In an unprecedented move for a multi-billion dollar technology or auto company, Tesla Motors founder and CEO Elon Musk has announcedÂ that the company “will not initiate patent lawsuits against anyone who, in good faith, wants to use our technology.” In a sign of its own good faith, Musk has removed the wall of Tesla patents from the lobby of the company’s Palo Alto headquarters.
What’s behind this move? As we’ve mentioned a few times before, Musk believes itâ€™s extremely important that humanity develops both sustainable transport and sustainable energy production as quickly as possible. He hasÂ always maintained that he founded Tesla in order to “accelerate the advent of sustainable transport.” This latest move proves that he is being true to this stated endeavor.
Musk explains that even though the company plans to eventually produce millions of cars a year, “it is impossible for Tesla to build electric cars fast enough to address the carbon crisis.” Tesla believes that other companies making electric cars, and the world in general, could benefit from a common, rapidly-evolving technology platform, he added. Tesla has developed its own electric vehicle charging technology, which has not been adopted by any other company. This move will pave the way for others to do so, if they wish.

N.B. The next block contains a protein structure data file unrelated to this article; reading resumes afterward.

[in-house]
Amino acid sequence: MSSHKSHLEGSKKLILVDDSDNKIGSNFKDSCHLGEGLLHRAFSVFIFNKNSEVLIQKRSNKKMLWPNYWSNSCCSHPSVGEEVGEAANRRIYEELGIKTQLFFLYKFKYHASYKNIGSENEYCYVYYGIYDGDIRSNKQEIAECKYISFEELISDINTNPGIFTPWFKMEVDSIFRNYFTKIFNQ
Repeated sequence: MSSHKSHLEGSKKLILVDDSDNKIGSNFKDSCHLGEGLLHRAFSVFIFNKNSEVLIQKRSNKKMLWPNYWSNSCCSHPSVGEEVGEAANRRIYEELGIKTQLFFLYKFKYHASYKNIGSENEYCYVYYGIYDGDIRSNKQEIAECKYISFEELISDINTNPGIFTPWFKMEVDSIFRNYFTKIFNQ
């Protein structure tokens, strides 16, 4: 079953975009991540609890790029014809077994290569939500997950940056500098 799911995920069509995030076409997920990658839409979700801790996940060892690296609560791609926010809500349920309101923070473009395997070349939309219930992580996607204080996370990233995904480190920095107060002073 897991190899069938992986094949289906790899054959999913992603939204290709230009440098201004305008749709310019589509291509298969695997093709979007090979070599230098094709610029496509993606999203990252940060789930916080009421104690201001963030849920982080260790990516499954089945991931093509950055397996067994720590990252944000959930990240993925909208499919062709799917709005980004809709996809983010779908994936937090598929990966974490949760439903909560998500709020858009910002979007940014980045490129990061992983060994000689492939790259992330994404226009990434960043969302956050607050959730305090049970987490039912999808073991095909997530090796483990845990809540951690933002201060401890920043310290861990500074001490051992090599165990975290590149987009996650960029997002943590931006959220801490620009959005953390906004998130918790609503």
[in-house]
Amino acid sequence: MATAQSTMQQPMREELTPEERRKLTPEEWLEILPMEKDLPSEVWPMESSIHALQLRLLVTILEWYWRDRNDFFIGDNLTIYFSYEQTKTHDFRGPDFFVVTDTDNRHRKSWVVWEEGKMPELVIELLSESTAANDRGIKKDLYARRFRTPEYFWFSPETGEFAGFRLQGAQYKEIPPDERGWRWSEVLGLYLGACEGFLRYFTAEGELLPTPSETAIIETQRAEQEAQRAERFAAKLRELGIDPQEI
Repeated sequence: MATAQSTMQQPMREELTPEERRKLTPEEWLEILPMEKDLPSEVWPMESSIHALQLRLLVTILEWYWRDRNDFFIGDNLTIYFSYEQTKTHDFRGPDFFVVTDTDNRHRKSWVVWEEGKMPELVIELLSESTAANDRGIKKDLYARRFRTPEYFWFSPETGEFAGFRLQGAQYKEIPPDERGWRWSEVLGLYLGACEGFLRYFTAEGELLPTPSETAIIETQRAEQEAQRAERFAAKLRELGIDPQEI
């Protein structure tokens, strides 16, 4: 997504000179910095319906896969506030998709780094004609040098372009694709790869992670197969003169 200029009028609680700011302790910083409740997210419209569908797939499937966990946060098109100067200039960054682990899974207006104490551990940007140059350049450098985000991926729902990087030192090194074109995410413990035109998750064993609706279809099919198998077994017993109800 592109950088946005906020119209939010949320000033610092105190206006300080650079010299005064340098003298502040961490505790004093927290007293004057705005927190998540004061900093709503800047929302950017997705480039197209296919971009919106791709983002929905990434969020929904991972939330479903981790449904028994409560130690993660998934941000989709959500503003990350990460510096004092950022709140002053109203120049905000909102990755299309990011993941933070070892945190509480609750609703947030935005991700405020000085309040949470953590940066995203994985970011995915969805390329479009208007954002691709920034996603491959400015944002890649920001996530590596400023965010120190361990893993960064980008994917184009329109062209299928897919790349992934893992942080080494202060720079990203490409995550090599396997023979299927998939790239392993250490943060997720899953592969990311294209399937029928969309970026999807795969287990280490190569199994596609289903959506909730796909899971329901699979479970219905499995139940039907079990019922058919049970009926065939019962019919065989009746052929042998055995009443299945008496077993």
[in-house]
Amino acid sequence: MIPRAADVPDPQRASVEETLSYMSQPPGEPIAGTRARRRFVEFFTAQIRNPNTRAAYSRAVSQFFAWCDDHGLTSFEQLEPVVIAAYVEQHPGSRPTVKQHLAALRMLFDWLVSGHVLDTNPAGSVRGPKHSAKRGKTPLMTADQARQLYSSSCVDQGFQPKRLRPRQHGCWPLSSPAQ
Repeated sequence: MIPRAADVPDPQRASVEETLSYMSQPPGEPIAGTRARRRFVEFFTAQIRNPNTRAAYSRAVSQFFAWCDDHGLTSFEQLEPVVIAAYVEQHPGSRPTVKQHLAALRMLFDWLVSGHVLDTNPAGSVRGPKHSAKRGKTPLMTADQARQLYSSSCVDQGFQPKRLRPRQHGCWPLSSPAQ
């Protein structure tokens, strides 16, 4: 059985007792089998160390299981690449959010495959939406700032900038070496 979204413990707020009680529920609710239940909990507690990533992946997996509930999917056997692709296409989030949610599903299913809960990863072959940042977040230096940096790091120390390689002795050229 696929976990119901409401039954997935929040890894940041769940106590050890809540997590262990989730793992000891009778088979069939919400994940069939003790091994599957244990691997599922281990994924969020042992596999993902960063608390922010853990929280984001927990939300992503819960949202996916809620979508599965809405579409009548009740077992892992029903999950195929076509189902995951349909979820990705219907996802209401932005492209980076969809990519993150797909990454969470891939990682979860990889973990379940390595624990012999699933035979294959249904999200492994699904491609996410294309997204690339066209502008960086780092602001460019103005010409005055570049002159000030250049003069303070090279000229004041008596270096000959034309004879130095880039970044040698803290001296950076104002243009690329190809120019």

Musk also states that Tesla believes that “applying the open source philosophy to our patents will strengthen rather than diminish Tesla’s position”, in relation to technology leadership, and the ability of the company to attract and motivate the most talented engineers.
Those are not the only ways Tesla’s position could be strengthened by the open source move. As we recently reported, Tesla is planning the construction of its first “Gigafactory” to eventually produce enough lithium-ionÂ batteries to run 500,000 electric cars per year by 2020. Musk has also calculated that as many as 200 gigafactories will be needed to support the mainstream electric car market of the not-too-distant future. Of course there’s nothing stopping other companies getting in on the act, and they’ll need to, but Tesla could command a sizeable chunk of the battery market for electric cars it does not make, and even for home energy storage. Indeed, Tesla is already aiming to be anÂ energy storage company, not only a car company.
However, as Musk points out, at the moment electric car programs from the major auto manufacturers and still small to non-existant, accounting for much less than even 1% of total sales. In this second decade of the 21st century, some companies still offer no zero emissions cars at all, Musk points out.
Do you think this opening up of Tesla’s patents will encourage other companies to give a much greater commitment to producing quality electric cars?